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Roger Waters lends star power to the fight against Palestinian dispossession

Pink Floyd frontman supported students at McGill who faced threats from the university for their Palestine solidarity activism

Middle EastHuman RightsSocial Movements

Roger Waters performs with Pink Floyd in Ottawa. Photo by Brennan Schnell/Wikimedia Commons.

Last week, a 78-year-old UK-born rock star and a soft-spoken Palestinian Canadian undergraduate joined forces for a discussion about the suppression of Palestine solidarity on campuses across the country. The contrast was sharp, but rallying disparate forces is key to successful political campaigns.

On Thursday, the Canadian Foreign Policy Institute hosted an online rally and press event featuring Pink Floyd’s Roger Waters in support of McGill students who’ve faced a litany of attacks for advancing the Palestinian cause. It was an unusual fusion of local organizing and global star power.

Solidarity for Palestinian Human Rights (SPHR) McGill activist Sarah detailed her group’s work to mobilize students around a March resolution committing the Students’ Society of McGill University (SSMU) to divest from and boycott “corporations and institutions complicit in settler-colonial apartheid against Palestinians.” The result of the campaign was overwhelming, with 71 percent of students voting for a Palestine Solidarity Policy mandating SSMU to take action for Palestinian rights.

Not everyone was pleased with the result. B’nai B’rith, the Centre for Israel and Jewish Affairs (CIJA) and several donors to the university expressed their opposition to the outcome of the vote. The McGill administration threatened to suspend its fee agreement with SSMU and shortly after student union officials withdrew the widely endorsed resolution. Subsequently, SSMU also suspended SPHR’s club status.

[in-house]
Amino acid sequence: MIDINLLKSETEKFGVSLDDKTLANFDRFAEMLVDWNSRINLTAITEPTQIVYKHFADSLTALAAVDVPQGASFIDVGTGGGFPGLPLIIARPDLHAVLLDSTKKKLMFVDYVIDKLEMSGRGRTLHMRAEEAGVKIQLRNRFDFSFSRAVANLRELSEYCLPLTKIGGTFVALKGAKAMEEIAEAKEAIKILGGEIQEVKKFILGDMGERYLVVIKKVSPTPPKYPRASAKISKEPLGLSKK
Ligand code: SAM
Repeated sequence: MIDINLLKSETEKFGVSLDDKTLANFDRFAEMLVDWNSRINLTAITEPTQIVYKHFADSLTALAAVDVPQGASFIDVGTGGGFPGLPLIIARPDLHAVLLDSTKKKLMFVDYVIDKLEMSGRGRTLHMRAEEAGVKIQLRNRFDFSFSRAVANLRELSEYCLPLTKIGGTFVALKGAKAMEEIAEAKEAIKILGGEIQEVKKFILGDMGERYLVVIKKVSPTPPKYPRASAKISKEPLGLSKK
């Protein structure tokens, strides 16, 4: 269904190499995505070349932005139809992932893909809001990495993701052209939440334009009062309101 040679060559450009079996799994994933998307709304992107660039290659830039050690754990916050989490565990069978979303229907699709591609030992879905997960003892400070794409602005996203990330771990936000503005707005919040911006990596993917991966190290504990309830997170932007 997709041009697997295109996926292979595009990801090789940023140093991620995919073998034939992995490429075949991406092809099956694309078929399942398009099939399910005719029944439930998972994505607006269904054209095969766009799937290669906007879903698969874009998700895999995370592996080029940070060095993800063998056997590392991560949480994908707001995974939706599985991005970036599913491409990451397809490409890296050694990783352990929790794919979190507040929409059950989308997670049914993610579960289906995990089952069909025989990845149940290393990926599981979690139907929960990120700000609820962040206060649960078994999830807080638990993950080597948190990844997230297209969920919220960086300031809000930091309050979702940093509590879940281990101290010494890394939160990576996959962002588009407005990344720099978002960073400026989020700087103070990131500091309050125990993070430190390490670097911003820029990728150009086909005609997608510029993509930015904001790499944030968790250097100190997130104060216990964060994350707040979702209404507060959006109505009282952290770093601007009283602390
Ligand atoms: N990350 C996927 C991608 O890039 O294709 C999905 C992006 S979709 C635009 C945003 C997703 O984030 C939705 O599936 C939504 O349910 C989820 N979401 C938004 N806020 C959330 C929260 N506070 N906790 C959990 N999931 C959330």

The day before performing for an audience of 15,000 people at Montréal’s Bell Centre, Waters joined an online rally in support of McGill students advocating for Palestinian rights.

During the event, the English musician and activist described the vote as a “crushing defeat for B’nai Brith and the Zionist movement in general.” He pointed out that the strong endorsement for BDS at the elite university demonstrated the growth of Palestine solidarity over the past decade and a half since he became involved in the movement. “Five years or six ago you could not use the word apartheid with reference to the Zionist agenda. You couldn’t do it,” Water’s noted. “Now it is impossible to have any conversation about the Zionist project in Palestine without using the word apartheid.” Water also talked about the importance of educating people about Palestine, stating that “our message is huge.”

Sarah from SPHR McGill told the press and audience that “Despite everything we are still able to organize.” She asserted that “no matter what is thrown at us we will always resist.”

The event also included a message of solidarity from the Montréal council of the CSN labour federation. Nearly 600 people registered for a rally endorsed by almost 40 organizations, including the Canadian Union of Postal Workers, the Canadian Federation of Students, and Africa for Palestine. The event was covered by La Presse, rabble, and Le Journal de Montréal (with articles reprinted in Le Soleil and La Voix de l’Est) and was also mentioned in an article published by the Globe and Mail.

Significant resources are directed towards stifling support for Palestine on Canadian campuses. Hillel, Israel on Campus Canada, Hasbara Fellowships Canada and StandWithUs Canada are all university-focused pro-Israel groups. Honest Reporting Canada regularly runs campaigns targeting student papers while Canary Mission is an international website devoted to sabotaging the job prospects of university students who participate in pro-Palestinian activism.

A recent Standing Committee on Public Safety and National Security report on “The Rise of Ideologically Motivated Violent Extremism in Canada” highlights the efforts devoted to demonizing campus activism. With input from CIJA and B’nai B’rith leadership the report recommends: “That the Government of Canada thoroughly reject the demonization and delegitimization of the State of Israel, and condemn all attempts by Canadian organizations, groups, or individuals, including university campus associations, to promote these views.”

Now more than ever, it’s critical to pushback against attempts to squash Palestine solidarity campaigns. In the recent academic year students at five Canadian universities passed resolutions supporting elements of the boycott divestment and sanctions (BDS) movement, joining some two dozen student associations that had already endorsed the Palestinian civil society’s call.

When organizers achieve a 71 percent student vote in favour of Palestinian rights, it is essential to defend them from outside pressure. Roger Waters should be applauded for lending his star power to grassroots organizers working to end Canadian complicity in Palestinian dispossession.

Bianca Mugyenyi is an author, activist and director of the Canadian Foreign Policy Institute. She is based in Montréal.

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